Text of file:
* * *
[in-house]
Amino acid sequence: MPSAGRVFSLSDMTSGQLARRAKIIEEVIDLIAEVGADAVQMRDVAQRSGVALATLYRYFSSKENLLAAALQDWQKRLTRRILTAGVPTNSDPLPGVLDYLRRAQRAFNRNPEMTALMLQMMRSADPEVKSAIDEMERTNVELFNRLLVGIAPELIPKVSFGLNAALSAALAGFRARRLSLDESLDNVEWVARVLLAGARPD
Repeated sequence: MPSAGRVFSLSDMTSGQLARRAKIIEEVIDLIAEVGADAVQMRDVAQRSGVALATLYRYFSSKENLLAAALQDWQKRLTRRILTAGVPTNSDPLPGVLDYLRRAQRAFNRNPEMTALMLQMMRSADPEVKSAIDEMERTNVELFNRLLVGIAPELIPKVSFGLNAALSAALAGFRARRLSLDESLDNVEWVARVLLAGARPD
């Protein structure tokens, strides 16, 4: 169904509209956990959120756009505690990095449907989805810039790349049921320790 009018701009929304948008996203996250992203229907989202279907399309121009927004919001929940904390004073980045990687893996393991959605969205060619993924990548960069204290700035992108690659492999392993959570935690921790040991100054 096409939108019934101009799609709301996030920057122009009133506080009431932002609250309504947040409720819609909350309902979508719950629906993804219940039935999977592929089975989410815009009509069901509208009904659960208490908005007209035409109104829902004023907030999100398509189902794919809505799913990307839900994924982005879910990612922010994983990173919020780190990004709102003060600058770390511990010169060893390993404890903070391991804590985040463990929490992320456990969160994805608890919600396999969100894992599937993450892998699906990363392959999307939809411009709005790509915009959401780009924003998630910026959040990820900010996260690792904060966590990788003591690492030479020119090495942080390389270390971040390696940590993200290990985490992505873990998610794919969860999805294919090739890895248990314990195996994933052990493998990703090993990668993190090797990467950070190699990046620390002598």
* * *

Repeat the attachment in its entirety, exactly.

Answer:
[in-house]
Amino acid sequence: MPSAGRVFSLSDMTSGQLARRAKIIEEVIDLIAEVGADAVQMRDVAQRSGVALATLYRYFSSKENLLAAALQDWQKRLTRRILTAGVPTNSDPLPGVLDYLRRAQRAFNRNPEMTALMLQMMRSADPEVKSAIDEMERTNVELFNRLLVGIAPELIPKVSFGLNAALSAALAGFRARRLSLDESLDNVEWVARVLLAGARPD
Repeated sequence: MPSAGRVFSLSDMTSGQLARRAKIIEEVIDLIAEVGADAVQMRDVAQRSGVALATLYRYFSSKENLLAAALQDWQKRLTRRILTAGVPTNSDPLPGVLDYLRRAQRAFNRNPEMTALMLQMMRSADPEVKSAIDEMERTNVELFNRLLVGIAPELIPKVSFGLNAALSAALAGFRARRLSLDESLDNVEWVARVLLAGARPD
């Protein structure tokens, strides 16, 4: 169904509209956990959120756009505690990095449907989805810039790349049921320790 009018701009929304948008996203996250992203229907989202279907399309121009927004919001929940904390004073980045990687893996393991959605969205060619993924990548960069204290700035992108690659492999392993959570935690921790040991100054 096409939108019934101009799609709301996030920057122009009133506080009431932002609250309504947040409720819609909350309902979508719950629906993804219940039935999977592929089975989410815009009509069901509208009904659960208490908005007209035409109104829902004023907030999100398509189902794919809505799913990307839900994924982005879910990612922010994983990173919020780190990004709102003060600058770390511990010169060893390993404890903070391991804590985040463990929490992320456990969160994805608890919600396999969100894992599937993450892998699906990363392959999307939809411009709005790509915009959401780009924003998630910026959040990820900010996260690792904060966590990788003591690492030479020119090495942080390389270390971040390696940590993200290990985490992505873990998610794919969860999805294919090739890895248990314990195996994933052990493998990703090993990668993190090797990467950070190699990046620390002598």